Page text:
The Strange Shape of Anne's Grief Part 12

by Shane Migliavacca



The Strange Shape Of Anne's Grief chapter 12 Sam (III)



Sam lounged on the couch at her parents’ house. Watching the large floor model television. How many hours had she spent watching cartoons, stretched out on the navy blue shag carpet that covered the living room floor? Almost every Saturday morning. When she didn’t sleep till noon. Sam let her bare feet sweep over the carpet. It felt relaxing. She was glad her mom had invited her to dinner tonight. Otherwise she’d be spending another night sitting around the apartment having cold pizza and watching the tail end of the afternoon movie on channel six. Instead she was watching The People's Court at her parents’. Not a bad trade up.

The couch was nice. It was new. They’d finally replaced that dumpy old gray one. She was tempted to take a nap.

The front door opened. Arthur Lang looking tired from another day of work walked in, looking harried from another day at work, at Bray Bank on main street. Mr. Lang worked there in his 9 to 5 job. He was in charge of the vault and safe deposit boxes. Only helping out at the family magic shop once in a while.

Sam peeked over the back of the couch. “Dad!”

“Sammy! Long time no see.” He kicked off his shoes. “Thought that was your bike out front.”

“Yup. The one and only.”

“What brings you by the homestead?”

“Mom invited me to dinner.”

“Good call on her part.”

Arthur Lang’s black hair was showing spots of white creeping in. As did his beard, flecked with white hairs. The man never looked comfortable in the suits he wore for work. Itching to rip them off at a moment’s notice. He was more comfortable in jeans and a T-shirt. Much like his daughter. He walked over to the couch. Pulling off his tie.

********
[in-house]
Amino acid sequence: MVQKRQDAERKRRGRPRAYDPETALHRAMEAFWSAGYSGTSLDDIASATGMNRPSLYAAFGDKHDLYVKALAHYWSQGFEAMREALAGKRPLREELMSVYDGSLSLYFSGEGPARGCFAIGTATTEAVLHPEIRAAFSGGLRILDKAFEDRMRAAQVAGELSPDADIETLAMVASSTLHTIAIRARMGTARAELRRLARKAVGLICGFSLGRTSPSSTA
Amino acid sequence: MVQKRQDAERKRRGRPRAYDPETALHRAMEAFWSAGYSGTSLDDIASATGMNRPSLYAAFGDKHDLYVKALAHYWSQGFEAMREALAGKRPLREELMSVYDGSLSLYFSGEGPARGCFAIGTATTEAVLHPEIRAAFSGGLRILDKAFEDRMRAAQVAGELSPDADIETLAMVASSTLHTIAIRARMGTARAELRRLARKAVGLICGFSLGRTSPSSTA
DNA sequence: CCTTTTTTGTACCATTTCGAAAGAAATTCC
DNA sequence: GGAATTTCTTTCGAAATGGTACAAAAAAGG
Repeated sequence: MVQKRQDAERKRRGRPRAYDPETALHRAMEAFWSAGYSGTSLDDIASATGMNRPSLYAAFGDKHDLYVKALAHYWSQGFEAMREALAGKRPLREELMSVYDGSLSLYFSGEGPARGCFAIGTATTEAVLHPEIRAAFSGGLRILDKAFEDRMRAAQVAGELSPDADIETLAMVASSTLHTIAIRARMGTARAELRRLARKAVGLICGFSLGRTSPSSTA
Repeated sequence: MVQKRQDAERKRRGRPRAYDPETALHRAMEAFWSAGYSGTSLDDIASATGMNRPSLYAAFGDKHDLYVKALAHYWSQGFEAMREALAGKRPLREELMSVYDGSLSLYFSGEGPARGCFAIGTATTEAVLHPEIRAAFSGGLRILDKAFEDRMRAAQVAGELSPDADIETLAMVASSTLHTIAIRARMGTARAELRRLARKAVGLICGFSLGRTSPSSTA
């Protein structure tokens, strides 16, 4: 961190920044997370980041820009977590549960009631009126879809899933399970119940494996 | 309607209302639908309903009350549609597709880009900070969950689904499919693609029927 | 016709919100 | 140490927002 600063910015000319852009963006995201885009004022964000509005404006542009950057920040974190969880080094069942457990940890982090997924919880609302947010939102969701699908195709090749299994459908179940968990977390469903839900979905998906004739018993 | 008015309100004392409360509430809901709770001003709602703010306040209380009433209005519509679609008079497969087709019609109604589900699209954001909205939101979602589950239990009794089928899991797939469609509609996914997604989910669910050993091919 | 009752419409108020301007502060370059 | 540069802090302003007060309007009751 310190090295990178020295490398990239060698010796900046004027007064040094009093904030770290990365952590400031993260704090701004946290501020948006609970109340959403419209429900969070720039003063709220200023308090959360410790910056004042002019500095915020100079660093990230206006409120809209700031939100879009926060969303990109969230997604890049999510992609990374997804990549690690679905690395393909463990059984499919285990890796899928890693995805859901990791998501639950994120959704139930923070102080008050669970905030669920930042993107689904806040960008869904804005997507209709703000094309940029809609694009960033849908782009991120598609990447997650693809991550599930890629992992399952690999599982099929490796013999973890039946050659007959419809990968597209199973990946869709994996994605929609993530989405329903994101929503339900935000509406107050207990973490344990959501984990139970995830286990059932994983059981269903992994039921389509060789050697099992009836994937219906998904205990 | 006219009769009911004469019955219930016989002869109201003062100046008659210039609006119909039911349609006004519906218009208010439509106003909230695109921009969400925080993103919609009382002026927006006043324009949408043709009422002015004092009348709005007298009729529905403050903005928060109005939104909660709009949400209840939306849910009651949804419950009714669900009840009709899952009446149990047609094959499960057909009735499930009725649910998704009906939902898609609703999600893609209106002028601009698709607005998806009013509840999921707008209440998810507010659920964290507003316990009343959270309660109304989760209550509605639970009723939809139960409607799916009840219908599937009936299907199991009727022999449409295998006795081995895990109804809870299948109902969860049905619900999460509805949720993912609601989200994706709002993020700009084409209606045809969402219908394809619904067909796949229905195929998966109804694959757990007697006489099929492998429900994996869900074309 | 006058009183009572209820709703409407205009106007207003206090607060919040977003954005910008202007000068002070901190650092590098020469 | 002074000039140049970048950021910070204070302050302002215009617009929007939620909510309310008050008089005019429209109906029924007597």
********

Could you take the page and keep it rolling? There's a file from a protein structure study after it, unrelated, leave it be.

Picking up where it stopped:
“Good to see you.” He bent down and kissed the back off his daughter’s head. “What’s on?”

“Judge Wapner.”

He laughed. “Any good cases?”

“Not really.”

He took of his jacket. Draping it over the recliner. Along with his tie. Something his wife hated.

“Mind if I take a load off?” He asked.

“No.” Sam slid over on the couch.

He sat next to his daughter. They watched the TV for a few minutes. Arthur looked over at his daughter.

“Something bugging you Sammy?”

Arthur Lang was like that. He was always able to tell when something was bothering his daughter. Sam wondered if her dad had any psychic gifts of his own. It had to be a chore dealing with three weird chicks. He took all the psychic seeings, tarot readings and spirit world stuff in stride. If only Anne had.

“It’s nothing really. Just… I think Anne is mad at me.”

“And why’s that?” He adjusted a pillow behind him.

“I took her to the store, for a reading. Don’t think she particularly liked what Noni had to tell her. She took off. I haven’t talked to her since then. And she hasn’t called me. It’s been over a week. Rare for us to go that long without talking.”

Sam felt good spilling her guts to her dad. It was relief to get her fears out in the open. Even if he didn’t know how to help her, at least he knew what she was going through.